Human Service Reward System

Human Service Reward System
Hsm 220

When it comes to designing a reward system for an organization many factors come into play. “Different people have different values, needs, wants and expectations, and unless the conditions can be addressed satisfactorily the outcomes can prove to be disastrous” (Making Recognition and Rewards a “Whole-Person” Experience, 2009). The reward system needs to meet two main factors, intrinsic rewards and extrinsic rewards. I will first briefly describe the positive and negative aspects of intrinsic reward and extrinsic rewards. Then I will explain my plan for a Reward System to be used in the Human Service field.
First I would like to talk about extrinsic rewards. “Extrinsic rewards tend to leave people feeling controlled by the rewards” (Intrinsic Motivation and Self Determination, 2004). This type of a reward tends to be more of a monetarily based rather than a non-monetarily based. They can include such things as pay raises, profit sharing, stock options, and company paid vacations. Though the monetary reward shows the employee that they are appreciated, it is only a temporary reward, and begins to become something that is expected. Extrinsic rewards can also effect intrinsic motivation.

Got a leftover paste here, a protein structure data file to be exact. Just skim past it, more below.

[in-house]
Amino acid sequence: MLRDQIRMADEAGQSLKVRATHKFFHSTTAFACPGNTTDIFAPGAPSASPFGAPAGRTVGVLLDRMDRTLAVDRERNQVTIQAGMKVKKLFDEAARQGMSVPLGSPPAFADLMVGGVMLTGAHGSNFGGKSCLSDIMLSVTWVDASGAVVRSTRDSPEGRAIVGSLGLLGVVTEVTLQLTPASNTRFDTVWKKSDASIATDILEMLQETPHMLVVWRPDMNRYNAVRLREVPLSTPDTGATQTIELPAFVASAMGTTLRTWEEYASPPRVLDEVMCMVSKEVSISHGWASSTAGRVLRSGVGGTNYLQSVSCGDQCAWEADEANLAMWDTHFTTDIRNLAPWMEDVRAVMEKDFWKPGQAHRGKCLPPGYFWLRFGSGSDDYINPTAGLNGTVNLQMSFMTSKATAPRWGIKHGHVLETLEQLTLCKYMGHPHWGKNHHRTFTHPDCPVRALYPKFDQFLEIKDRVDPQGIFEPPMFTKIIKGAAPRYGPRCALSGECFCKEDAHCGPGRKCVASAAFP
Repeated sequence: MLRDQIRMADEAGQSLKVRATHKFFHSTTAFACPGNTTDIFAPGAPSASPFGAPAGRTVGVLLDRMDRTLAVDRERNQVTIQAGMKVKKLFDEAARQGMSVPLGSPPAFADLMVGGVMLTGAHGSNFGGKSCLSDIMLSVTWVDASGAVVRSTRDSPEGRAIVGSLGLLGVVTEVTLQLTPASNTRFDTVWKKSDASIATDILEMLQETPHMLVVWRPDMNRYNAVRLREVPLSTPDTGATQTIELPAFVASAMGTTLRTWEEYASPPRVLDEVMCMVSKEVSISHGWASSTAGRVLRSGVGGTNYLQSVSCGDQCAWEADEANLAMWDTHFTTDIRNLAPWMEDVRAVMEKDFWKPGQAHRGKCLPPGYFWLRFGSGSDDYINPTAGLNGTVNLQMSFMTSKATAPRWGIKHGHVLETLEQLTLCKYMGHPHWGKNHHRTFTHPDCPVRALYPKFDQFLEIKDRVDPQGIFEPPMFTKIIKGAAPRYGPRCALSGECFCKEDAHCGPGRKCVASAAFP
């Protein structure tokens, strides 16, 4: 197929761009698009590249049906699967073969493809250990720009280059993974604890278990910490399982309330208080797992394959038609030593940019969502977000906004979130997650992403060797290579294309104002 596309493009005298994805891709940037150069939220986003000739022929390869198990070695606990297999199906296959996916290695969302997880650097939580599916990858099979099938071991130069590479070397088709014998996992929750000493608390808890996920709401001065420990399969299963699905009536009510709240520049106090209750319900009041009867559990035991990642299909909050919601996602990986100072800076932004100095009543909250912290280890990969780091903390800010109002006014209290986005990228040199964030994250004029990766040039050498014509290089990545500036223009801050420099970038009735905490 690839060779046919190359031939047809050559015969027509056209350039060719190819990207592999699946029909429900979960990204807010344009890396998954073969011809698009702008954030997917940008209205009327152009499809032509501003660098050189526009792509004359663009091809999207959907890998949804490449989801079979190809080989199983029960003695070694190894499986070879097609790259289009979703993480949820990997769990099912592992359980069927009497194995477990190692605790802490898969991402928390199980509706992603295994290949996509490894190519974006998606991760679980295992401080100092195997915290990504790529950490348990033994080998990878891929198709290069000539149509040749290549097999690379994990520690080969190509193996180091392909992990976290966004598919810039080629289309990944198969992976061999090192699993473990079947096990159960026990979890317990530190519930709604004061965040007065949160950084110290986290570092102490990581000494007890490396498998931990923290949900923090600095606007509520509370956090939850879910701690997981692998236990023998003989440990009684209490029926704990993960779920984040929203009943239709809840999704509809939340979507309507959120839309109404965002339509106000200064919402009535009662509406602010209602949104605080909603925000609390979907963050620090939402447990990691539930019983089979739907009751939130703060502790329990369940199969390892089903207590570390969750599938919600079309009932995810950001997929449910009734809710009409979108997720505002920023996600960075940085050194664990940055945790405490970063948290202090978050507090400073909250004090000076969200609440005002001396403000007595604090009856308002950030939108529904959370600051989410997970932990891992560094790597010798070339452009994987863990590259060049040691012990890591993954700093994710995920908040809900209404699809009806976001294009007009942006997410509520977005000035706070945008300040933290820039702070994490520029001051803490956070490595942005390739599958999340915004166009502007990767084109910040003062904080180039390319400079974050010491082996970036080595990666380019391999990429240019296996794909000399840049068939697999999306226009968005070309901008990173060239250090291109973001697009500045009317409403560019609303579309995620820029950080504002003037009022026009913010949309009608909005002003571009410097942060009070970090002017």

Intrinsic rewards offer a more sustainable compensation for a job well done. “Employees would like to be recognized for their efforts and know their actions are appreciated” (Kranzusch, 1997). The chart below shows different factors that external motivators have on an employee’s intrinsic motivation.
External Motivators | Effect on Intrinsic Motivation |
Monetary rewards | Tend to decrease intrinsic motivation |
Other tangible rewards | Tend to decrease intrinsic motivation |
Deadlines | Tend to decrease intrinsic motivation |
Threats of punishment | Tend to decrease intrinsic motivation |
Competition against others | Tends to decrease intrinsic motivation |
Directives and evaluations | Tend to decrease intrinsic motivation...